Tonawanda News — Every so often a news story comes along that not only shocks readers, but forces some deep contemplation on the part of people in my profession whose job it is to report it.
Such a story took place Monday in New York City when a deranged panhandler in a Times Square subway station shoved a man onto the tracks as the train approached. Among the horrified onlookers was a freelance photographer for the New York Post, R. Umar Abbasi.
To hear Abbasi’s side of the story — though The Post has declined to put him forward so he can say it himself — he ran toward the train firing off his camera in the hope that the flash would alert the conductor to stop before he hit and killed Ki-Suck Han. The photos he recorded show Han desperately trying to clamber up the side of the deep subway platform as the train bears down on him. He could not and became pinned between the train and the platform. He died of the resulting injuries.
Some have questioned Abbasi, wondering whether he should have been taking pictures when he could have been helping Han get off the tracks. I find this criticism unfair for several reasons.
First, he was trying to help. Maybe it wasn’t the smartest way to go about it, but there seems to have been a genuine attempt made. Second, the frame The Post ran shows Abbasi a fair distance away from Han. It’s unclear whether he would have been able to reach him in time even if he’d wanted to. Third, if we’re criticizing one person who was trying to help, we should share criticism with everyone on the platform who froze and failed to act.
There is, however, plenty of criticism to heap on Abbasi’s employers at The Post.
The newspaper ran Abbasi’s photo on the front page with the following headline: “DOOMED Pushed on the subway track, this man is about to die”.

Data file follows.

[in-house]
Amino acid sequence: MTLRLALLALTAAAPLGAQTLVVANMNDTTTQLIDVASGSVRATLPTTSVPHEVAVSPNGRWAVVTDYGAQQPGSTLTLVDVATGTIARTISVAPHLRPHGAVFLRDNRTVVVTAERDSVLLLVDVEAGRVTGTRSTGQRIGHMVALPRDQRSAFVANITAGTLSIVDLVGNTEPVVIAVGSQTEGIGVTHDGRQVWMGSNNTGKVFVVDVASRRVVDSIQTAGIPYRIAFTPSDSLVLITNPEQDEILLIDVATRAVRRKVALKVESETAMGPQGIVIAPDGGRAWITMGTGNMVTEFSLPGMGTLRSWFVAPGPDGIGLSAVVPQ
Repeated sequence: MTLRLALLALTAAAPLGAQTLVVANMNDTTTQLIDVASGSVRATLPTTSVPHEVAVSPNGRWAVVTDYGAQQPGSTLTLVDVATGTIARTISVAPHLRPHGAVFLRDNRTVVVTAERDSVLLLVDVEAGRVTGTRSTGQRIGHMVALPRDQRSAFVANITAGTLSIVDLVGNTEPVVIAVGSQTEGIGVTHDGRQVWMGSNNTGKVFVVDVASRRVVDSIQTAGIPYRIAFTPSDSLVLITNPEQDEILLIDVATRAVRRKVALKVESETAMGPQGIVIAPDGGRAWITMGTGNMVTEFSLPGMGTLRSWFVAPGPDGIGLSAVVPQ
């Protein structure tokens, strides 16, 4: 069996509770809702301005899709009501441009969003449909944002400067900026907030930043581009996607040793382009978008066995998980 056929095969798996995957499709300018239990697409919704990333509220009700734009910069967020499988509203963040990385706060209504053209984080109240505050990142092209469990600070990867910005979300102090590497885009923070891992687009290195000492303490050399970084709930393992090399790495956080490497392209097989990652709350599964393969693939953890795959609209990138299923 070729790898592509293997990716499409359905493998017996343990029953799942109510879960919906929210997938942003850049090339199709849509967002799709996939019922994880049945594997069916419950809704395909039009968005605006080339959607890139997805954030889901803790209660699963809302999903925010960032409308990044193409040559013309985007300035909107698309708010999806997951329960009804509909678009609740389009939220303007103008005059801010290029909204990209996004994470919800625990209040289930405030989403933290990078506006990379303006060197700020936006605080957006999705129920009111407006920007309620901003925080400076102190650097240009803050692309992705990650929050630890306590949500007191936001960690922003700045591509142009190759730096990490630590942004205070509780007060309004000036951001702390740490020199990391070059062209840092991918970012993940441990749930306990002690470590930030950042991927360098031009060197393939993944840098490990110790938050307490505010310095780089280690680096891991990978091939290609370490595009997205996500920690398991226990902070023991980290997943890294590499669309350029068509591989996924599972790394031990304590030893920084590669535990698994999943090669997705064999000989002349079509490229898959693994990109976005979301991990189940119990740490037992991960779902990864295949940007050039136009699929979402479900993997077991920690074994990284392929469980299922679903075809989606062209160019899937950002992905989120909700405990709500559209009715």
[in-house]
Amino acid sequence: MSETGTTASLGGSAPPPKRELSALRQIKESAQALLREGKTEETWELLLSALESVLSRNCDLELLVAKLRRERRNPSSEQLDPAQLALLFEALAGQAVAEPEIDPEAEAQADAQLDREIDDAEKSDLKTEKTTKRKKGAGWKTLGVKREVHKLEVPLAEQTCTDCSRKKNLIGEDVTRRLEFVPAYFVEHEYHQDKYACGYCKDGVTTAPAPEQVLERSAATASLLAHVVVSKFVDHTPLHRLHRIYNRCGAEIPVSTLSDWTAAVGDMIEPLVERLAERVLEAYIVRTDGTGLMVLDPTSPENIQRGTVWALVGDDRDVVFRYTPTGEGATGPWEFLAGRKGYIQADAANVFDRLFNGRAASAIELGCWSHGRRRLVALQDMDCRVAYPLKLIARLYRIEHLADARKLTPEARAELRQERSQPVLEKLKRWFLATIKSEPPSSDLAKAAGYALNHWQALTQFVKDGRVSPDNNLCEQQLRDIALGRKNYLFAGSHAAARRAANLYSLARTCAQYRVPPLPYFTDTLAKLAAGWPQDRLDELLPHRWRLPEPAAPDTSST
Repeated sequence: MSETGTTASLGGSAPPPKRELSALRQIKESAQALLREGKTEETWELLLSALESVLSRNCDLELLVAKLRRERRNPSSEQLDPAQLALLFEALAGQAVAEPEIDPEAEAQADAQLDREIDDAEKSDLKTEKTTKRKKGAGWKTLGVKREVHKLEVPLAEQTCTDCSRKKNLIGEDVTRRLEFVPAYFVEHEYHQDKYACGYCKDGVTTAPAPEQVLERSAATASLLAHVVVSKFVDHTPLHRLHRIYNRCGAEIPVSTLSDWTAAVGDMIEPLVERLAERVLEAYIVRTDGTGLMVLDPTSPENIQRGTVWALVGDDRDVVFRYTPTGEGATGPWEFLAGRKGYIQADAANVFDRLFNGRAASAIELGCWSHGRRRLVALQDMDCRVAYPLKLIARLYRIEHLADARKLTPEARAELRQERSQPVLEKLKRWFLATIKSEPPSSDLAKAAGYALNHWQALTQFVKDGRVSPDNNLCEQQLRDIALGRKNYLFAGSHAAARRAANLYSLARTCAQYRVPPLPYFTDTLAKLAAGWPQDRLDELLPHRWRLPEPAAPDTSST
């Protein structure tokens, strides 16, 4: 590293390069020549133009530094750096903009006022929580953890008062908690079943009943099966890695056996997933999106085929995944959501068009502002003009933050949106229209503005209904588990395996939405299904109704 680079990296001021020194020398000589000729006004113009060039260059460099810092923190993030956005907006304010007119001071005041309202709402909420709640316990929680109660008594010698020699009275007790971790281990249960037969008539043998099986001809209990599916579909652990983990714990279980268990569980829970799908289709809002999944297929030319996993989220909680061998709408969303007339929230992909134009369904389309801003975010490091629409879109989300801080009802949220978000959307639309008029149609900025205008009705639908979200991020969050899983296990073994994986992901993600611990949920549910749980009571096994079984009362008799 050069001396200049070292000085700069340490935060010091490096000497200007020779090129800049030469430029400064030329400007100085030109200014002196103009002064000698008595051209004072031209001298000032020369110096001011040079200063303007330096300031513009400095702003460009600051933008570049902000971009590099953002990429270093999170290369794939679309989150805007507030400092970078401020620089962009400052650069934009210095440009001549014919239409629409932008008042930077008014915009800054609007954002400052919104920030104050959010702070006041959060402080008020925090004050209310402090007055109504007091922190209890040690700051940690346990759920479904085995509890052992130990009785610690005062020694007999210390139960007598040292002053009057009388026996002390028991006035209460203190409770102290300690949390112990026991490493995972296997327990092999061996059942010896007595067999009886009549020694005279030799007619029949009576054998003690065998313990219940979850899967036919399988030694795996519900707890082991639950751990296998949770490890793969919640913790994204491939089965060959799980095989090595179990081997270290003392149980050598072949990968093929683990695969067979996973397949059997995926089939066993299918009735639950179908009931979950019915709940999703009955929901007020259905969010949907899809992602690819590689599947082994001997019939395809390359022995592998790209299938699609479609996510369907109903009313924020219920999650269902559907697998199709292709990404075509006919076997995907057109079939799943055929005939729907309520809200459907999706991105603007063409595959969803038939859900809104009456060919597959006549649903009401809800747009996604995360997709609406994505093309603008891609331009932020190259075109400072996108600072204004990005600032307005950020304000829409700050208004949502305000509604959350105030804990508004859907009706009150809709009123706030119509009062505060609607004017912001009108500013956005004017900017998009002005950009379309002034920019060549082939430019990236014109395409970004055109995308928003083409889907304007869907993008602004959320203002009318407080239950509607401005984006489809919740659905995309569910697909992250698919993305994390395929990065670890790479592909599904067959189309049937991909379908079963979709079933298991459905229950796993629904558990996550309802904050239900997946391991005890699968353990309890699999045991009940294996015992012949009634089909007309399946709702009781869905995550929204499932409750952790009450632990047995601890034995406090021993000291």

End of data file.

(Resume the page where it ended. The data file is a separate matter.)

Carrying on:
Thankfully, they stopped short of explicitly stating their front page’s obvious implication: “Isn’t that AWESOME!?”
I literally can’t think of a more insensitive or cynical way to depict a man’s tragic death.
One of the most common critiques from readers to this or any newspaper is that “we’re just trying to sell newspapers.” As a colleague of mine once noted, “You’re damn right. We run a business. Do we criticize a guy working at Sears for trying to sell toasters?”
That may be true — we are a business and we do want you to buy the paper — but it’s also our obligation to sell newspapers responsibly.
We have a long-standing policy here at the News to weigh a difficult or disturbing photo or story’s newsworthiness against the potential effect it will have on family, friends and the larger community.
It’s my firm belief that there is a way to accomplish our primary and critically important mission of informing readers of news in this community while also being a responsible community institution. It might go without saying, such a policy does not include running a photo of a man who’s about to die accompanied by an over-the-top sensational headline.
Their story goes on to quote Abbasi and others on the scene in heart-wrenching and compelling detail. The story itself is a very impressive bit of spot news reporting, abetted by a little luck in having an employee as an eye-witness. Had The Post left it at that, they’d have won the daily competition between New York metros by scoring the best version of a highly talked-about story.
Instead, how their editors chose to depict this story squandered the efforts of some talented journalists, unfairly called into question a bystander’s actions who was only trying to help and cruelly inflicted unimaginable pain on this man’s family.
If anyone was wondering why people hate the media, I’d put up Tuesday’s New York Post as Exhibit A.Eric DuVall is the managing editor of the Tonawanda News. His column appears Wednesdays and Sundays. Contact him at firstname.lastname@example.org.